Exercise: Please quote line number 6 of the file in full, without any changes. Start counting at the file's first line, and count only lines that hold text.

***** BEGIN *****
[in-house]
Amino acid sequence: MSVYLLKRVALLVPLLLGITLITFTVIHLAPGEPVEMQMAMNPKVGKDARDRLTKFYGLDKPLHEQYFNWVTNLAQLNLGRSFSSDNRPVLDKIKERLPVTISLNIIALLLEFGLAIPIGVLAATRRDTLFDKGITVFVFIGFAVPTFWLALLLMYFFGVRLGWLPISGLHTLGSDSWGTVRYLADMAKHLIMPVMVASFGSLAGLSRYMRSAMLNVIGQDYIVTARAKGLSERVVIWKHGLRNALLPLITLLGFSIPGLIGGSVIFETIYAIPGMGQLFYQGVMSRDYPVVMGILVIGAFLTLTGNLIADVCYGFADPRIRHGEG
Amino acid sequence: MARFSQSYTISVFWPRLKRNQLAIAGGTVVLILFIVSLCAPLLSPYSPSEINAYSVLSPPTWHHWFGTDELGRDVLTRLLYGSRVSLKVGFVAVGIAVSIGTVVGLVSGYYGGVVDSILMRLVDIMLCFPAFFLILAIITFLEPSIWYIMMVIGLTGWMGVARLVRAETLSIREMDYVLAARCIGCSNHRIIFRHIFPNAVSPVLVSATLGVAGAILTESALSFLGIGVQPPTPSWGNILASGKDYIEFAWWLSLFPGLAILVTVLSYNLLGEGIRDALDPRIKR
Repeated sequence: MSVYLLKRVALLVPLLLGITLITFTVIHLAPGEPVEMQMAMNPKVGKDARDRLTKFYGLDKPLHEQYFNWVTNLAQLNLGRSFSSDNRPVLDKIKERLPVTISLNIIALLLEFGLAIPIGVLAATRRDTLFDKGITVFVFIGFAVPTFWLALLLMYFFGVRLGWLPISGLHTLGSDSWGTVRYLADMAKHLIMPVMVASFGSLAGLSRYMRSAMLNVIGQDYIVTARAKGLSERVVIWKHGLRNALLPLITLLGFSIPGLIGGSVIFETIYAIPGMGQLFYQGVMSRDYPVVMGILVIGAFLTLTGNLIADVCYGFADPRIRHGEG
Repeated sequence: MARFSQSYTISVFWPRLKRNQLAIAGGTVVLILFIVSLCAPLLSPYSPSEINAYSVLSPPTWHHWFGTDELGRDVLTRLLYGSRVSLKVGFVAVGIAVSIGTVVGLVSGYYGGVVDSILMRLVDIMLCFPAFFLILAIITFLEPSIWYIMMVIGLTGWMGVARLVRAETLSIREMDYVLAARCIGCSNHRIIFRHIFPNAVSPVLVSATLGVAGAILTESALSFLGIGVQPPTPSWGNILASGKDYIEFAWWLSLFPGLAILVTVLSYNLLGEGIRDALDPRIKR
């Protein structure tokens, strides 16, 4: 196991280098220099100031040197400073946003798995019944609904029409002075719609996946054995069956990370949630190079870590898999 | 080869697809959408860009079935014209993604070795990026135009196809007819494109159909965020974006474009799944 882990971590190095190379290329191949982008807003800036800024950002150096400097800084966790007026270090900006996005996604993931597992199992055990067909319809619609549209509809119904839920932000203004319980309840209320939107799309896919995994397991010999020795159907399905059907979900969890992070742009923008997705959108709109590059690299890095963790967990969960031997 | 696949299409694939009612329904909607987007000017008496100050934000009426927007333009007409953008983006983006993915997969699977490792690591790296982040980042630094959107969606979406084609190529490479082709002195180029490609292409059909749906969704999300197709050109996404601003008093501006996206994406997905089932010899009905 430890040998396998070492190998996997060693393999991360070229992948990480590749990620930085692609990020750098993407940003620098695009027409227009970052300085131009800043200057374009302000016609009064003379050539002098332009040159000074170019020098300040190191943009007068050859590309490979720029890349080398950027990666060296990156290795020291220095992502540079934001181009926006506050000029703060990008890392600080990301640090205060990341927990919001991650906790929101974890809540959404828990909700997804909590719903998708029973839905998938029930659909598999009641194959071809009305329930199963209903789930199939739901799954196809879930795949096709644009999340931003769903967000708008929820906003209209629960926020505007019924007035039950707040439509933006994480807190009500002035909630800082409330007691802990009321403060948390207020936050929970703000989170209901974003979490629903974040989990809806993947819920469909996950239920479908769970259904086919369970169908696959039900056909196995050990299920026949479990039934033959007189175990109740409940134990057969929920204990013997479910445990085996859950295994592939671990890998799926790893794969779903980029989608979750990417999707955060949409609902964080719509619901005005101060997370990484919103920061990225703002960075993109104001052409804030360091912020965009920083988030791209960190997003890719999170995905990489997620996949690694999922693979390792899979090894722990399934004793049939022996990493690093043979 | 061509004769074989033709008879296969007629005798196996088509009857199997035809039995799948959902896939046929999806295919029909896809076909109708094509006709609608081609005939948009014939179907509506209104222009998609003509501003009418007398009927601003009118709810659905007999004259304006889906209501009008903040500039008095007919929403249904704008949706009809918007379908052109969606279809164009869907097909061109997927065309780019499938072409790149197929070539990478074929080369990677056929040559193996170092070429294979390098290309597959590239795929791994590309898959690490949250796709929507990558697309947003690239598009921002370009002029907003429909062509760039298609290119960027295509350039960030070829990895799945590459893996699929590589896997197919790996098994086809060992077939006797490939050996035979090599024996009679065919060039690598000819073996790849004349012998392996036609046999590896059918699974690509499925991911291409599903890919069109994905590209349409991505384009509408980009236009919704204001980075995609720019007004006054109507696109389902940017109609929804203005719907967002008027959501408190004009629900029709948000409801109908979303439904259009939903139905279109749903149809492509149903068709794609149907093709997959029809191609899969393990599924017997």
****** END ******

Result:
């Protein structure tokens, strides 16, 4: 196991280098220099100031040197400073946003798995019944609904029409002075719609996946054995069956990370949630190079870590898999 | 080869697809959408860009079935014209993604070795990026135009196809007819494109159909965020974006474009799944 882990971590190095190379290329191949982008807003800036800024950002150096400097800084966790007026270090900006996005996604993931597992199992055990067909319809619609549209509809119904839920932000203004319980309840209320939107799309896919995994397991010999020795159907399905059907979900969890992070742009923008997705959108709109590059690299890095963790967990969960031997 | 696949299409694939009612329904909607987007000017008496100050934000009426927007333009007409953008983006983006993915997969699977490792690591790296982040980042630094959107969606979406084609190529490479082709002195180029490609292409059909749906969704999300197709050109996404601003008093501006996206994406997905089932010899009905 430890040998396998070492190998996997060693393999991360070229992948990480590749990620930085692609990020750098993407940003620098695009027409227009970052300085131009800043200057374009302000016609009064003379050539002098332009040159000074170019020098300040190191943009007068050859590309490979720029890349080398950027990666060296990156290795020291220095992502540079934001181009926006506050000029703060990008890392600080990301640090205060990341927990919001991650906790929101974890809540959404828990909700997804909590719903998708029973839905998938029930659909598999009641194959071809009305329930199963209903789930199939739901799954196809879930795949096709644009999340931003769903967000708008929820906003209209629960926020505007019924007035039950707040439509933006994480807190009500002035909630800082409330007691802990009321403060948390207020936050929970703000989170209901974003979490629903974040989990809806993947819920469909996950239920479908769970259904086919369970169908696959039900056909196995050990299920026949479990039934033959007189175990109740409940134990057969929920204990013997479910445990085996859950295994592939671990890998799926790893794969779903980029989608979750990417999707955060949409609902964080719509619901005005101060997370990484919103920061990225703002960075993109104001052409804030360091912020965009920083988030791209960190997003890719999170995905990489997620996949690694999922693979390792899979090894722990399934004793049939022996990493690093043979 | 061509004769074989033709008879296969007629005798196996088509009857199997035809039995799948959902896939046929999806295919029909896809076909109708094509006709609608081609005939948009014939179907509506209104222009998609003509501003009418007398009927601003009118709810659905007999004259304006889906209501009008903040500039008095007919929403249904704008949706009809918007379908052109969606279809164009869907097909061109997927065309780019499938072409790149197929070539990478074929080369990677056929040559193996170092070429294979390098290309597959590239795929791994590309898959690490949250796709929507990558697309947003690239598009921002370009002029907003429909062509760039298609290119960027295509350039960030070829990895799945590459893996699929590589896997197919790996098994086809060992077939006797490939050996035979090599024996009679065919060039690598000819073996790849004349012998392996036609046999590896059918699974690509499925991911291409599903890919069109994905590209349409991505384009509408980009236009919704204001980075995609720019007004006054109507696109389902940017109609929804203005719907967002008027959501408190004009629900029709948000409801109908979303439904259009939903139905279109749903149809492509149903068709794609149907093709997959029809191609899969393990599924017997």